Is it time for a reform of UK taxation on capital? Much speculation surrounds the future of key capital taxes, capital gains tax (“CGT”), inheritance tax (“IHT”) and a potential wealth tax. If changes were to be implemented this could have an significant impact on individuals and their families.
Possible changes include the alignment of CGT rates (currently at main rates of 10% or 20%) with income tax rates (currently at an additional rate of 45%) reforms to IHT and the introduction of a wealth tax.
Changes to the taxation of capital may be introduced in response to calls for simplification, modernisation and to help pay for Covid-19 measures. These could be made in the short, medium and long-term and could shape the taxation of individuals in the UK for generations to come.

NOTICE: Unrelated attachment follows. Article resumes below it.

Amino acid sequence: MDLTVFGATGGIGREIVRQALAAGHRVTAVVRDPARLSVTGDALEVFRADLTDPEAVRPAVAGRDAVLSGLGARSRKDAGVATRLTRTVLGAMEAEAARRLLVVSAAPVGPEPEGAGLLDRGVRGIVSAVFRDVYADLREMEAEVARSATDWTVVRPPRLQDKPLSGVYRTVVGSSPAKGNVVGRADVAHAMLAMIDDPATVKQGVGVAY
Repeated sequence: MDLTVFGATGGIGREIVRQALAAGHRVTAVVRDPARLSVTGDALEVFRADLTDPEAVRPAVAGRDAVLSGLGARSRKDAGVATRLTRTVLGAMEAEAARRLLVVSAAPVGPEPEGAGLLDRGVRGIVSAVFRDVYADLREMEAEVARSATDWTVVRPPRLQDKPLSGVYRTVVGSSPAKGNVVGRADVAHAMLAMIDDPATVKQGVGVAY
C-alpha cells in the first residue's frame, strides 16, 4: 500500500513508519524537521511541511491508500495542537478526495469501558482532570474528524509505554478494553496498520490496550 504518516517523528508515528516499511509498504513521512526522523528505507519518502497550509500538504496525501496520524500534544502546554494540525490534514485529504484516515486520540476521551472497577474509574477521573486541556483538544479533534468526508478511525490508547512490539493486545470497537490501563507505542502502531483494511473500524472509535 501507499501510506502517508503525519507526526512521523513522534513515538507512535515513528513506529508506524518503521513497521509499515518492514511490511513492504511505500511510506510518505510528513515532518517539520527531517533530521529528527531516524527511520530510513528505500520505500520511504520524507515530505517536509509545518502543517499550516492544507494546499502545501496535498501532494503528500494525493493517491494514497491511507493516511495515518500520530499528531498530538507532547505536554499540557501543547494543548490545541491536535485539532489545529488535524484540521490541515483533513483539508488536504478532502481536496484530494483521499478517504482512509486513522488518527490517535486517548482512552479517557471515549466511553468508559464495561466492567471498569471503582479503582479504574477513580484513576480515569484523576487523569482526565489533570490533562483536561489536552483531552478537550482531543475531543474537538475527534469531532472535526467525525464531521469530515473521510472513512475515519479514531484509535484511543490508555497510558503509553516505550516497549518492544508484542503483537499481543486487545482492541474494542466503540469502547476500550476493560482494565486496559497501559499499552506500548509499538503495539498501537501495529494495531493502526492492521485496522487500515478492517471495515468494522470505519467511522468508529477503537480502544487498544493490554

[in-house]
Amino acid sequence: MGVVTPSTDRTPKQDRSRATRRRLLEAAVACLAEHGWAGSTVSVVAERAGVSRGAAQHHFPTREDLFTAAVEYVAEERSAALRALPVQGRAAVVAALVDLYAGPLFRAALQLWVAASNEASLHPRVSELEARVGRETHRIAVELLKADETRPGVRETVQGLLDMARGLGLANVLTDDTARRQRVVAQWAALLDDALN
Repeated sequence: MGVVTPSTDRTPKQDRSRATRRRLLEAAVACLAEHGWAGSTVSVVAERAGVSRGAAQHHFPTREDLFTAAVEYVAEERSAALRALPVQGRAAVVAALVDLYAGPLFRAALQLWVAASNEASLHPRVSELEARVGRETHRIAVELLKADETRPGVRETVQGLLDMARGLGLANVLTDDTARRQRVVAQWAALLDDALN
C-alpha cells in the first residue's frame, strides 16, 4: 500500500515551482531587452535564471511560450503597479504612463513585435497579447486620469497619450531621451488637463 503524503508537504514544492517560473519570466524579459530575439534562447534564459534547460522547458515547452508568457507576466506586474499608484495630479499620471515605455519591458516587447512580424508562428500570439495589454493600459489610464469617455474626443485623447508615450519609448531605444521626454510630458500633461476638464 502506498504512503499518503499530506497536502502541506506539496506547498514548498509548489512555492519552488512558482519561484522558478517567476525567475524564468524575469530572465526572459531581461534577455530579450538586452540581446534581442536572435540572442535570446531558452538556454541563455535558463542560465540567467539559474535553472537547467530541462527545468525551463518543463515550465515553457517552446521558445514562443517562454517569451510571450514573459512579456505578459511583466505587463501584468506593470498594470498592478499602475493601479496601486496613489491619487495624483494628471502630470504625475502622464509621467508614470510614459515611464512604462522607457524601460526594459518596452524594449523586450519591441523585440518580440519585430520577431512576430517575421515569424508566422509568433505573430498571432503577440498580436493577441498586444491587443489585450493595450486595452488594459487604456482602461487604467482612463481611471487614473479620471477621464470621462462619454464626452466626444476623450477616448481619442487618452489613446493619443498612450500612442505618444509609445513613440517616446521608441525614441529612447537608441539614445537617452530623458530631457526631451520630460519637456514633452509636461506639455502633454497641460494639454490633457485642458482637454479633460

Although there were no announcements of changes to, or reform of, capital taxes in the Spring Budget nor in the tax consultations published on 23 March, it’s possible that there could be further announcements in a future Budget, possibly in the Autumn.
Increases to CGT rates could impact entrepreneurs, private equity, shareholders, family businesses, landlords, employee shareholders, family offices, investors, senior management and those with accumulated personal wealth.
Reforms to IHT may impact wealthy individuals and families. Specifically, given the proposals in relation to IHT reliefs and CGT rebasing, there could be an adverse impact for family businesses.
If the Government chose to introduce a wealth tax in the UK, the impact would depend on the threshold set. Based on the Wealth Tax Commission’s report issued in December 2020, the threshold could be set at £500,000 per person to include shares, cash and property. Those liable may be subject to a one-off tax charge at a rate of between 0.01% and 5%, potentially spread over 5 years.